Consulting engineering company GIBB Group CEO Richard Vries says the company’s discipline-orientated project management has given it a competitive edge in the engineering industry.
“We focus purely on developing and managing engineering-related projects, as this is where our expertise lies. Our experience and expertise in this area have put us in a strong competitive position, given our understanding of the full value chain of a project,” he states.
Vries notes that discipline-orientated project management has also prevented the company from being affected by the shortage of skilled project managers in the country.
“It is our way of mitigating the challenge as well as the problem that comes with it – not meeting client expectations. We hire employees with years of experience who have worked their way up in the engineering industry.
“If we are hiring a project manager for a power station project, for example, we ensure the person has experience in that particular discipline. Project management at GIBB is not simply about administering software – it is about understanding the value chain of the entire process,” he says.
Vries says that problems arise when companies hire nondiscipline project managers.
“When a project manager is hired to manage a type of project he or she has never managed before, problems arise. For example, hiring an information technology project manager to manage the building of a dam will result in the person not knowing exactly what to do. He or she will then rely on the software, or other people, to try to get by,” he explains.
Vries states that discipline-orientated project management should be a solution not only for GIBB, but also for the rest of the industry.
“When hiring a project manager, companies must ask applicants what experience they have in that particular field [which empowers them] to know what needs to happen on site.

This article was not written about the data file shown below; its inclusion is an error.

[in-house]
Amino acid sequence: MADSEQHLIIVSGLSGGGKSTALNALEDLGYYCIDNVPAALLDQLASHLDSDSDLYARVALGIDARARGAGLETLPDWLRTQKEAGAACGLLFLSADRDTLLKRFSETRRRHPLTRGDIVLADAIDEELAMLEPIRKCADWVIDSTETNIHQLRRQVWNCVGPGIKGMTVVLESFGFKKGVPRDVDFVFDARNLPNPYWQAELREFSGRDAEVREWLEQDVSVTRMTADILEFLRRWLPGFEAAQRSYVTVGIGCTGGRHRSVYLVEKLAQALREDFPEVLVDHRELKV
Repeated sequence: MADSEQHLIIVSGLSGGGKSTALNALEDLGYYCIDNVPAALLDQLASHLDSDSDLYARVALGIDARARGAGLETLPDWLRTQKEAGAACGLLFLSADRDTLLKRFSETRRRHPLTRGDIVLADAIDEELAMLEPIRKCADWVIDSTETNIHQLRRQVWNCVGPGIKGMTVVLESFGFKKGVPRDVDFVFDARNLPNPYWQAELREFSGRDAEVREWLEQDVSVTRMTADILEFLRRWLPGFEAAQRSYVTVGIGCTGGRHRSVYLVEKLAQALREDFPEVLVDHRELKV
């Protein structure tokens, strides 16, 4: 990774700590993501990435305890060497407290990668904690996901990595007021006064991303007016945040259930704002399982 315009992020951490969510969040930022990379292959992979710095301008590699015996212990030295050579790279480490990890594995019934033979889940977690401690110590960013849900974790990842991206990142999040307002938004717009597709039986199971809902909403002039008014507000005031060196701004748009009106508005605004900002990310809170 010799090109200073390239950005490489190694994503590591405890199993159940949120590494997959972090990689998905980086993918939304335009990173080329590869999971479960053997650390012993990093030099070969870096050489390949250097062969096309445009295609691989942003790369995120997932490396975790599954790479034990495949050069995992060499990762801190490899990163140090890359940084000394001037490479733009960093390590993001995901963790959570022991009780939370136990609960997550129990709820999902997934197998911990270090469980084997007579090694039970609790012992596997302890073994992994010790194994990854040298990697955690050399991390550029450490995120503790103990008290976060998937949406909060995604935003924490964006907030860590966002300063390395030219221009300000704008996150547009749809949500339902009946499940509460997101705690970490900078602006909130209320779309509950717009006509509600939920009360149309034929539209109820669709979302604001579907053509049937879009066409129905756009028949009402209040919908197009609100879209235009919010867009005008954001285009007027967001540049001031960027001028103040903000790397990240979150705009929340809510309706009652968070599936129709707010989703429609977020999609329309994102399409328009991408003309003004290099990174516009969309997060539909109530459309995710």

“It is not only about the project management qualification; it is about discipline-related experience as well,” he stresses.
Meanwhile, GIBB says it faces challenges other than skills shortages.
“The biggest problem we face is managing timeframes and budgets, as projects in the engineering discipline tend to be large scale.
“Time and budget management are probably the most important criteria for our clients and large projects make it a huge challenge to ensure we deliver what is promised within the allocated time and budget,” says Vries.
Scoping and packaging the project is another challenge.
“Take the building of a dam, for example. There are so many unknown elements when the project starts. You can never, with absolute accuracy, predict what you might find when digging the tunnel or what other unexpected challenges may arise.
“This makes scoping the project and the budget another challenge for us. This is where our experience in the industry comes in. We can rely on past experience and expertise to help us face the challenges and ensure our client is satisfied,” he says.
Further, Vries points out that GIBB’s clients, particularly outside South Africa, are often also faced with funding challenges.
“The need is there to build the infrastructure but the funds are not.
“On the other hand, we see a lot of financiers wanting to fund infrastructure projects. The challenge for us is to bring the two together,” he explains.
This is an area where he feels the company is develop- ing strong capabilities and expertise.
“We have the industry knowledge to tell financiers where they can spend the money and we can foster the relationship to benefit our clients as well,” he says.
Vries emphasises the importance of project management in the political stability of a country.
“Project management plays a key role in service delivery. A lack of service delivery leads to political instability. We have seen it in our own country.
“We need more project man- agers who understand this role and who can deliver, so that when the politicians make promises, they are promises that can be delivered on,” he says.
Experience, task orienta- tion, strong commercial orientation, industry knowledge and extensive knowledge of project-management delivery techniques are Vries’s criteria for a successful project manager.
“At GIBB, we have a structured process that our project managers must go through to become a project leader or project director. This ensures they are sufficiently trained and experienced,” he says.
Vries says the company is strengthening and developing its project-management sys- tems and procedures for large projects.
“We are aiming to develop our software, internal quality controls and other systems into a real science. With large projects, the work can become very complicated. There are ways and means of monitoring and managing a project in a simpler way than what we are currently doing. We want to find those ways and means.
“We also plan to develop the human capabilities in the company by improving the technical and project-management skills of our people. We also continue to recruit top engineers and project man- agers from all over the world to come on board with us,” he says.